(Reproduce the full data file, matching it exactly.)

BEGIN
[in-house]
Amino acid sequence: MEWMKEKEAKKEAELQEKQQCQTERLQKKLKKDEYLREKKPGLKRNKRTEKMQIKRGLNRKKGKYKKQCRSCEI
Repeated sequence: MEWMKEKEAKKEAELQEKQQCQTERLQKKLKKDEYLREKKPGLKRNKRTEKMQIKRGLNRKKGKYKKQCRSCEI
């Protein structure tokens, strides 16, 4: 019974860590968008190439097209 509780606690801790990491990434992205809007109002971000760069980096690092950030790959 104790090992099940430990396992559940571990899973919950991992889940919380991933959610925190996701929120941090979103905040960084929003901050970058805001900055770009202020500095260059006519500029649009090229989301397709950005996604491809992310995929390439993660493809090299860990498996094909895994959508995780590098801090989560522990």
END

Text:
[in-house]
Amino acid sequence: MEWMKEKEAKKEAELQEKQQCQTERLQKKLKKDEYLREKKPGLKRNKRTEKMQIKRGLNRKKGKYKKQCRSCEI
Repeated sequence: MEWMKEKEAKKEAELQEKQQCQTERLQKKLKKDEYLREKKPGLKRNKRTEKMQIKRGLNRKKGKYKKQCRSCEI
């Protein structure tokens, strides 16, 4: 019974860590968008190439097209 509780606690801790990491990434992205809007109002971000760069980096690092950030790959 104790090992099940430990396992559940571990899973919950991992889940919380991933959610925190996701929120941090979103905040960084929003901050970058805001900055770009202020500095260059006519500029649009090229989301397709950005996604491809992310995929390439993660493809090299860990498996094909895994959508995780590098801090989560522990």